Differences in children’s skills were also found in relation to the child’s socio-economic background, consistent with other international studies. Children from high socio-economic backgrounds had higher levels of skills than children from low socio-economic backgrounds across almost all learning domains in the study. Estonia had the smallest differences amongst children based on their socio-economic backgrounds whereas the greatest differences were found in the United States.

copy the linklink copied!What parents do is pivotal for their children’s development

The day-to-day activities that parents undertake are highly correlated with children’s learning and development. Regardless of socio-economic background, the study found children did better when their parents

  • Read to them almost every day

  • Ensured there were many children’s books in the home

  • Had back-and-forth conversations with them

  • Took them to special activities such as dance, swimming or scouts

  • Were involved in the ECEC centre or school they attend.

At the same time, the study found that moderate engagement in most activities was more strongly associated with children’s learning than daily frequency. For example, children who attended special activities three or four times a week had higher scores than children who attended such activities every day. An exception was reading, where the findings show that reading five to seven days a week with children was more strongly correlated with children’s emergent literacy and their social-emotional skills than reading to them less frequently. Nonetheless, reading to children three to four times a week was still associated with stronger skill development than reading to children once a week or not at all.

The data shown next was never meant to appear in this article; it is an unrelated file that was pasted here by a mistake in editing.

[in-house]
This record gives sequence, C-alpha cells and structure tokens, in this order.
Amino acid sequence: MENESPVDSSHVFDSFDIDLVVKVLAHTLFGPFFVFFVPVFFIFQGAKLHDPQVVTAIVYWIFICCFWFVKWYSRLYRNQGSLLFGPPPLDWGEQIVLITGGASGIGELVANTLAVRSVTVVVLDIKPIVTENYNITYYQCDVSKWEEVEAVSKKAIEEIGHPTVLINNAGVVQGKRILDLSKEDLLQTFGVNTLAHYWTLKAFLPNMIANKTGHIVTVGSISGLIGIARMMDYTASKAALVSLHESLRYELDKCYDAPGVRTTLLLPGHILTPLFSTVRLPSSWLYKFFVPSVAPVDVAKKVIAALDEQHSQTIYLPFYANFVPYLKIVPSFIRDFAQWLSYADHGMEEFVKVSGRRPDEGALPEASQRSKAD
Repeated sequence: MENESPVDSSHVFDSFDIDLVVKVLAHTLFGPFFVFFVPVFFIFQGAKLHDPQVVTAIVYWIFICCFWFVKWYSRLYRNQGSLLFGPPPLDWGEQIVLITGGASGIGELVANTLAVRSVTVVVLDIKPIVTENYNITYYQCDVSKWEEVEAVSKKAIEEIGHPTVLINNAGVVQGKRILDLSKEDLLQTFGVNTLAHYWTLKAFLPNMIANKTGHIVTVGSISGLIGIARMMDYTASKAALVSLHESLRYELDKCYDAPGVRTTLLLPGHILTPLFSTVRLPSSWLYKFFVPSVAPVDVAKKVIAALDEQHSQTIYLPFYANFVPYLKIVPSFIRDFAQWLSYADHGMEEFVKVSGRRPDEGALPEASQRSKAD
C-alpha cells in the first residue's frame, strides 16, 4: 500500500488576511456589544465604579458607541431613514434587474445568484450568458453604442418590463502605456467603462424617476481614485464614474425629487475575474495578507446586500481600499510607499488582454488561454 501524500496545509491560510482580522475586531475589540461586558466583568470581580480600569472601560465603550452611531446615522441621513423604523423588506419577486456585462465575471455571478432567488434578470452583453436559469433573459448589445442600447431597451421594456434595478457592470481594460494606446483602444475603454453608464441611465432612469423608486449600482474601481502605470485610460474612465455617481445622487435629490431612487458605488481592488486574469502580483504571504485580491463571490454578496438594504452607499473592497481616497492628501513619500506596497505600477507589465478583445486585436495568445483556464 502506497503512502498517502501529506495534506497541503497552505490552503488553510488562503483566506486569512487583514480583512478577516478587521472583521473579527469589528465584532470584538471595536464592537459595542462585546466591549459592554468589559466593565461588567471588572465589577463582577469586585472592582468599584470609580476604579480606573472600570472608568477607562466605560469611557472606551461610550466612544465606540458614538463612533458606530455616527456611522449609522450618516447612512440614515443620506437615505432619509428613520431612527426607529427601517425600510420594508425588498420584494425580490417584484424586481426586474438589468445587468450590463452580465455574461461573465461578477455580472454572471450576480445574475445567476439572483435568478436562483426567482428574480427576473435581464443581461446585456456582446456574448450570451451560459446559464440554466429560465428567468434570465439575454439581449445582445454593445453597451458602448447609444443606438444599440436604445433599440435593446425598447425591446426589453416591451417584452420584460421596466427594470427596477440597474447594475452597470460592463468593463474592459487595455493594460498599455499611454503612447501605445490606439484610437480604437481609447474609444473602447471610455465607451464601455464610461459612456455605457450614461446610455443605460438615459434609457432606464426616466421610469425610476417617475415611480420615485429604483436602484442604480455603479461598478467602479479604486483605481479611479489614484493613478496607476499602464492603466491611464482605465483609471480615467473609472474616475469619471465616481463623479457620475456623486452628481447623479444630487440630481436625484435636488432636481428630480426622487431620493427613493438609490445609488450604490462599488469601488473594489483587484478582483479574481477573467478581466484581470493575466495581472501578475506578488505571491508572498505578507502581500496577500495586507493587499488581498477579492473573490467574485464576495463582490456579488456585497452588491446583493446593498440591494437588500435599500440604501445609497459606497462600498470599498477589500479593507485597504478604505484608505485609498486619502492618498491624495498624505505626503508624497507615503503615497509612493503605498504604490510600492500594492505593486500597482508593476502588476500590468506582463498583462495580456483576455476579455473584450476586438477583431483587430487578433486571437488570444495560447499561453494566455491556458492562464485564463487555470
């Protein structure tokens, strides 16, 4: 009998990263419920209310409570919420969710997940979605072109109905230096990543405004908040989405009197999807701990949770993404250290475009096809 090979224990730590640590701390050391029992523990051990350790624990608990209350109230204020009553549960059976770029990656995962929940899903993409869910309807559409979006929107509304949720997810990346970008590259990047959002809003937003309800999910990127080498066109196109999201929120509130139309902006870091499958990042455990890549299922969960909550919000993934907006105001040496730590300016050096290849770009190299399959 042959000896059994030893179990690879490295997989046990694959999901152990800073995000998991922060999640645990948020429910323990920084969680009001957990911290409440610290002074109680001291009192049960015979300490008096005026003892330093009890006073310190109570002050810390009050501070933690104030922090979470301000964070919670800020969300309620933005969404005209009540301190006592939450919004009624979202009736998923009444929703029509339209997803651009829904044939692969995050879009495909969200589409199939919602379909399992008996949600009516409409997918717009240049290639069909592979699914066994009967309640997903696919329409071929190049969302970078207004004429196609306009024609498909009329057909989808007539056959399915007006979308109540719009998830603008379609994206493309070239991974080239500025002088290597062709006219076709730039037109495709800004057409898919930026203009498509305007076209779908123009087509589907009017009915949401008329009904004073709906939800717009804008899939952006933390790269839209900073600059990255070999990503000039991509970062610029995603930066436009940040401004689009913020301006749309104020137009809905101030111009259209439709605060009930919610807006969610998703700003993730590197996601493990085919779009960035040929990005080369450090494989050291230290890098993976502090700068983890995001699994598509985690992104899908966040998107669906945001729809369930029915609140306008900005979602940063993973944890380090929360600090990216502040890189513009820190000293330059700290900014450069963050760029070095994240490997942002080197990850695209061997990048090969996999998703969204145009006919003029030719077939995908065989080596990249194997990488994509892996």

copy the linklink copied!Early childhood education and care also makes a positive difference

Almost all children in England and Estonia attend some form of early childhood education and care (ECEC) setting by the age of three. In the United States, 51% of children in this study had attended ECEC by the age of three years or younger, although children from high socio-economic families had higher participation rates.

Children in the United States who had attended ECEC demonstrated higher emergent literacy skills and much higher emergent numeracy skills than children who had never attended ECEC, regardless of their socio-economic background. Attending ECEC was not, however, significantly associated with children’s self-regulation or social-emotional skills in either a positive or negative direction. IELS found no discernible benefits from starting ECEC before three years of age.

copy the linklink copied!Most five-year-olds use electronic devices

Most of the five-year-olds in the study (83%) used a digital device at least once a week and 42% did so on a daily basis.

There were no clear relationships between the regular use of electronic devices and children’s development and skills. There was, however, a positive relationship between the frequency of device use and the mental flexibility skills of children in Estonia and the United States but this was not the case in England. There were also some positive associations between device use and emergent literacy in England and the United States, but not in Estonia.

copy the linklink copied!Children’s learning is inter-related and mutually reinforcing

There were positive relationships between each of the 10 dimensions of children’s early development and learning in this study. Emergent literacy and emergent numeracy were strongly correlated, and these also correlated positively with self-regulation skills, particularly mental flexibility and working memory. At the same time, there were positive associations between the cognitive aspects of the study (emergent literacy, emergent numeracy and self-regulation) and children’s social-emotional skills, particularly with empathy and prosocial behaviour. Thus, children’s learning gains in any one area support ongoing development in other areas of their development.


← 1. Emergent literacy refers to the skills children develop that are a precursor to literacy and enable them to understand and communicate with others. In this study, there was no assessment of whether children could read or write.

← 2. Emergent numeracy refers to simple problem solving and the application of concepts and reasoning in relation to numbers and counting, working with numbers, shape and space, measurement and pattern

← 3. Self-regulation refers to the skills children develop to inhibit their impulses and direct their thought processes, enabling them to concentrate, retain information and complete short tasks.

← 4. Social-emotional skills refer to children’s abilities in interacting well with others and in managing their emotions.